Time to throw open the doors.

I am fortunate to work in the bicycle industry.  I do something I love and have met many people from varying backgrounds while on my bicycle.  One of the things I like about riding is that it isn’t all about the bicycle……. BUT…… It kind of is.  We couldn’t make the bonds we have or travel the miles without the bicycle.  The bicycle has kept a roof over my head, clothed my children and allowed me to travel the world.

People have told me many times “You are so lucky” in regards to my work.  I can only agree.  It is a job and has it’s struggles. Those struggles pale in comparison to the benefits.

One of the things that I do for work is go to the annual trade show Interbike.  This is one of those things that people outside of the industry often are jealous of.  The crush of Interbike coverage from all of my favorite websites and publications is evidence that people are interested in the “Next big thing”

In my opinion it is time to throw open the doors and allow access to Interbike by the public.  They tried it this year with a bandaid approach.  This toe in the water was not enough.  The show is three days long (not counting dirt demo)  The third day is always slow.  It amounts to a bunch of industry people seeking out the friends they only see once a year and exchanging high fives.  For the exhibitors it is an enormous outlay of cash and time.  The middle of the day people start breaking down and rushing to wait for the containers to show up.

Having the last day of the show open to consumers would be a huge benefit to the industry if we approached it correctly.  The consumers are the intended end user of the products we make, but ironically we barely ever speak to them.

We use a whisper down the lane method of collecting information.  Consumers speak to shop owners, shop owners speak to sales reps, sales reps speak to sales managers, sales managers, speak to marketing, marketing speaks to product managers.   The chain of conversation can vary but its very similar.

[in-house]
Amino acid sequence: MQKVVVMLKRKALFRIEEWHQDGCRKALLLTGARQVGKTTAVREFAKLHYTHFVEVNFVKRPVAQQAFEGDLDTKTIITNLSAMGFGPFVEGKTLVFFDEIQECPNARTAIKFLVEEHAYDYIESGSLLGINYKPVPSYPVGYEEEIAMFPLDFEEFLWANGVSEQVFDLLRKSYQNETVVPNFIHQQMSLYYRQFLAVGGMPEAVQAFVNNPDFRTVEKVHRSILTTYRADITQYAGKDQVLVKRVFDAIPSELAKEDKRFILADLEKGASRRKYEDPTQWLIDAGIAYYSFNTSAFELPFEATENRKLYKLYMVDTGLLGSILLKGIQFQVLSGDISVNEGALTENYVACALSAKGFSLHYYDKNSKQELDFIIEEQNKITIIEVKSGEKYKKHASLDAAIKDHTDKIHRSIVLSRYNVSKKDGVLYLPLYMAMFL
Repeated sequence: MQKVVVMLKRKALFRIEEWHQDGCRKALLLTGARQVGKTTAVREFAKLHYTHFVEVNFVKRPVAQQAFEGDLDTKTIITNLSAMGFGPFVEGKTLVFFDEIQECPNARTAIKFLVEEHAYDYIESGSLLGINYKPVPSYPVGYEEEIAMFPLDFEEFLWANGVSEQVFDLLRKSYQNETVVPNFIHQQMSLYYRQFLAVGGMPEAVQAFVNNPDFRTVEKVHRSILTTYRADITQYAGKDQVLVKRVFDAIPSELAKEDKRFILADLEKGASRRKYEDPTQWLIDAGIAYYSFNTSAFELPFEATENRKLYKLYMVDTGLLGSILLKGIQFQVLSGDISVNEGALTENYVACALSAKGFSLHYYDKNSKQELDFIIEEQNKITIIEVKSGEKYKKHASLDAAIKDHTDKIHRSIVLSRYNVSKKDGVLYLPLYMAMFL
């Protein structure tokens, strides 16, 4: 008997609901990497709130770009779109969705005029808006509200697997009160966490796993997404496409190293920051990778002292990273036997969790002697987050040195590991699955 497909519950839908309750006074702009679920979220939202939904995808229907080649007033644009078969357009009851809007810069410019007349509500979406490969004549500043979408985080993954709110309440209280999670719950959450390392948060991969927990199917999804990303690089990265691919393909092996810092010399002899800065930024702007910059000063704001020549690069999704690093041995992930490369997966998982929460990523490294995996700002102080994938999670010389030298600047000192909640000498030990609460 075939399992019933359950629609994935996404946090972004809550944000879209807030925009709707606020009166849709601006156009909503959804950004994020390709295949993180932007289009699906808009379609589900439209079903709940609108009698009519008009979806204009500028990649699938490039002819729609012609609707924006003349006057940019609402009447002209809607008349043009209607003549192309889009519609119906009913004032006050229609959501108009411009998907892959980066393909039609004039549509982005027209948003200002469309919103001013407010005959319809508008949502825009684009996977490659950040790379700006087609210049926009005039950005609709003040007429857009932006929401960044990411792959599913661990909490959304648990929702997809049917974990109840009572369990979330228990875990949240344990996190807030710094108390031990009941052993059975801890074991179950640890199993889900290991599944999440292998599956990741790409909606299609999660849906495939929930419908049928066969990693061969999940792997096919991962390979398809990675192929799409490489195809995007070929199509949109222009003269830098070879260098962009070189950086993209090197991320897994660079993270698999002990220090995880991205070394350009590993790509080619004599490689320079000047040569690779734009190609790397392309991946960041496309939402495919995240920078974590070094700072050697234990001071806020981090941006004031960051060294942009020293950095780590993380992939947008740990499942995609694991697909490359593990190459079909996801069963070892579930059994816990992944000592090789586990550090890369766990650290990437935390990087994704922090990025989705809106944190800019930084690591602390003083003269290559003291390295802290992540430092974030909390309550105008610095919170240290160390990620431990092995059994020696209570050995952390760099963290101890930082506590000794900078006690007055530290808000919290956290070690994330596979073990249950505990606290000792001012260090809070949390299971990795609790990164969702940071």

In 17 years of being an outside sales representative I have never had a product manager take me up on my offer of having them travel with me.  Occasionally someone from management will travel with me.  Usually they only see the top performing stores and are gone.  With most of the industry in California the people working in it get a skewed view of the industry as a whole.  12 months of riding and 50 degrees being considered cold does not represent the United States.

When I started going to Interbike it was a sales show.  The new line was introduced. Pre-seasons were written.  It wasn’t uncommon to book thousand’s of bicycles and several hundred thousand dollars worth of business.  Now the major brands have their own shows, and the next model year’s bicycles are introduced in June or July.  Whether that is good or bad is a completely different discussion.  This shift has many skipping the show and questioning why to attend.

If Interbike were to open up its doors to consumers on the last day it could breathe some life and relevancy back to the event.  Manufacturers could get some much needed input on products if they would listen with an open mind.  The insight as to how people are truly using their bicycles could shape the next big thing, not the next big thing we as an industry would like to sell.

The feedback on the current offerings could be invaluable as well.  For instance…. Mrs. Bicycle Shop Owner may be only buying the black color of the new super bike.  Every consumer coming through the booth is drawn to the green one.  When asked which would they purchase 80% say the green one.  Now I can go back to Mrs. Bicycle Shop Owner and give her some real insight into the product mix she is carrying.

The revenue stream this provides for Interbike as a company could help make for a better show for all of us.  Eurobike opened its doors a few years ago and it has been a rousing success.  They have overcome a difficult location and had 20,000 people pay to see the new bicycles. This excerpt is from the Eurobike Final Report.

“The 22nd Eurobike: 45,200 trade visitors from 111 countries – An additional 20,400 bike fans on public day – 1,883 journalists from 45 countries – 300 world premieres”

Las Vegas is a destination that is easily accessible and affordable (in the grand scheme of things) to get to.  If Interbike made a travel package for hotel and admission I believe people would utilize it.

At this time it would be difficult to include people in the Dirt Demo portion of the show.  I would walk before running and only make the trade show portion available right now.  People flock to car shows to look at the new models and can’t drive them.

Let’s evolve as an industry.  Stretch our boundaries and embrace the change.  After all, the only constant in life is change.